I’m going to ask this question. Feel free to ignore it, because I don’t know what pitfalls there may be inside this. Does geography play a part in this? Do you find that you can have this conversation more easily at home, for example, in the US? Is it a conversation that’s being more advanced, more acceptable to have, more straightforward?

We’ve obviously mentioned Europe, we’ve got Asia, there’s different complexities. They’ve obviously got their own things going on. But, do you notice that geography plays a part in this?

[00:14:36] Maestro Stevens: Yes, I think so. And I had some conversations today with a couple other founders from East Asia, and it was great to hear that I’m, they’re from a different country and different culture. They’re saying they find the same issues. I’m like, so I’m not crazy. You know, it’s not an American thing, you know what I mean? It’s not a US thing. It’s an everywhere thing, and global positioning does play a part in it.

However, I am grateful that WordPress has people like yourself, and people that are, I would consider allied. Creating platforms where people like me can talk, and speak about these issues, because otherwise people are normally just trying to kind of suppress the conversation.

[00:15:13] Nathan Wrigley: Yeah. It’s interesting, isn’t it? Because, we’ve talked for probably about 15 minutes so far, and it feels like we might have been being very negative, but I’m not feeling that really. I’m feeling more like there’s a lot of goodness in the WordPress community, but no community is a hundred percent perfect, and there’s work to be done. And you have had experiences which are real. They happen, they existed. You’ve talked to these people, and you’ve got these receptions, so it needs to be addressed.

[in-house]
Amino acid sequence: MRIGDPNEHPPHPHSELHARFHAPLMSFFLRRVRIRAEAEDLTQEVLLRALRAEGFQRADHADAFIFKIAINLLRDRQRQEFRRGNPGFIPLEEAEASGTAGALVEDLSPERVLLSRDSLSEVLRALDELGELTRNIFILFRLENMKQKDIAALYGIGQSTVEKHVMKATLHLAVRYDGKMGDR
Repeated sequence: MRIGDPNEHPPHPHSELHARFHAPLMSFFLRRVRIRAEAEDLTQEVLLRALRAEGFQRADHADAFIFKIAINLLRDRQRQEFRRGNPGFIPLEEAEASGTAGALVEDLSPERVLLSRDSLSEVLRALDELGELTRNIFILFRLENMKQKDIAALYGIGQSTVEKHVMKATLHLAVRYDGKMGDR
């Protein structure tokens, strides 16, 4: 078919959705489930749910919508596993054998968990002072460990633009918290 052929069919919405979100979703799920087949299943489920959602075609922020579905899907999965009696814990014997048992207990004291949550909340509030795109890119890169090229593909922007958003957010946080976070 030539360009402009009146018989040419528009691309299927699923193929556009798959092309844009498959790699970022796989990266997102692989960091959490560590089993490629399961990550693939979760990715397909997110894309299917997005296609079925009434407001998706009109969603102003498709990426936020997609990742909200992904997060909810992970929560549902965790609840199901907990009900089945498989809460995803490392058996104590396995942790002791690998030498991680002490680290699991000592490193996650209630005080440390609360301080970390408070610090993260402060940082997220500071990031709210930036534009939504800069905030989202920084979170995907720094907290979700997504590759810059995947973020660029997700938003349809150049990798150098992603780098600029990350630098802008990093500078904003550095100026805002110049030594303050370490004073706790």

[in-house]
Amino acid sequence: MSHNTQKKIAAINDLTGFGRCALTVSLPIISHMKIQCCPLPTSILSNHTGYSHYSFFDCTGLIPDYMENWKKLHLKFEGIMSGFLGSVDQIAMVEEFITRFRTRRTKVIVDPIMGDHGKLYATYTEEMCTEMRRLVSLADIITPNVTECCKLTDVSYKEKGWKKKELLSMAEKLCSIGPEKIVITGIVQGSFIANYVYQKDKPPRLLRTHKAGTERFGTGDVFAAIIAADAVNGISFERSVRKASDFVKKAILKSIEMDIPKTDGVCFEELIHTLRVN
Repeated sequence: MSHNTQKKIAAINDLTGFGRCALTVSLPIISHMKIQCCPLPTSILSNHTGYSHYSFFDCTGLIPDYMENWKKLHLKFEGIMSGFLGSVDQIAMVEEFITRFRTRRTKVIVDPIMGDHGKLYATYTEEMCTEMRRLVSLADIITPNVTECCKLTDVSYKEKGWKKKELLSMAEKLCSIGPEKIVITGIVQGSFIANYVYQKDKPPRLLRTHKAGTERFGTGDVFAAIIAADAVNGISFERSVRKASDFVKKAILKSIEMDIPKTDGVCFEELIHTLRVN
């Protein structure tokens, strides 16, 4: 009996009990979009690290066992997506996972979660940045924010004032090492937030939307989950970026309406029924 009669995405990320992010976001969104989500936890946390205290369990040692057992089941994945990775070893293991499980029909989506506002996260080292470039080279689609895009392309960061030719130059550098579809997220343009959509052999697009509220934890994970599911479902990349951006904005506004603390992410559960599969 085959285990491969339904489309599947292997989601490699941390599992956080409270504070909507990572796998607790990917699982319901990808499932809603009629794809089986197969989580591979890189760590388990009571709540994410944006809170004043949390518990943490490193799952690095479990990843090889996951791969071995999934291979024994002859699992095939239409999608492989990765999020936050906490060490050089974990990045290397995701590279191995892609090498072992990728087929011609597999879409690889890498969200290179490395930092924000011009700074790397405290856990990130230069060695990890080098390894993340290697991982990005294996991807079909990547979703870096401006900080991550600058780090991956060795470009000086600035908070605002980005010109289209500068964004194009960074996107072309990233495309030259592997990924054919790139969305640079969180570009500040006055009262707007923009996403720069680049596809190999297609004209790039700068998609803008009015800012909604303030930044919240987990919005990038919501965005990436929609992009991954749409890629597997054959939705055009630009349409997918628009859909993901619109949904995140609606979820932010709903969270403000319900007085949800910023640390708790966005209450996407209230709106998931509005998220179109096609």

Your product, you’ve said, tries to address this. And I’m curious as to how templates, parts of a website, how we can map the conversation that we’ve just had, over to a product. So tell me about that. I mean, you alluded to it a little while ago, but just really flesh out what Iconic Templates is, and what it does, and why it’s different.

[00:16:04] Maestro Stevens: I love this question, because it helps give me a different perspective of, how do I define it? And I’m learning, you know, based on the reception. I would say, for the most part, our goal with Iconic Templates, and this is the reason why some of our product lines have the word universal in them. For example, universal template themes, universal template library.

I believe that a big problem in the WordPress ecosystem, and in other ecosystems, is that a person says, hey, I like that look. I like that style, but I don’t use that tool. And so what we are trying to do, striving to do, because Yoda says, you do or you don’t, there is no try.

So what we’re striving to do is bridge that gap for people to say, you’ve made a style or a look that fits me. Whatever it is they do, whatever industry, vertical they’re in, whatever ethnic background they have. And they’re like, but I use the classic editor still, I don’t use full site, or I use the page builder. Do you have that look and that style in the page builder that I use? Do you have that look and that style with a plugin that I use? You know, there’s email plugins, there’s form plugins, there’s automation plugins.

So what we’re striving to do with Iconic Templates is create this universal tether. An ecosystem where you’re saying, I like that look and that style, but I may want to use this plugin versus this plugin. I want to use this theme versus that theme, but I want to keep the theme.

[00:17:25] Nathan Wrigley: So, if we were to go to iconictemplates.com, and we were to look at your, I’m going to use the word library, because I think you said that, your library of patterns.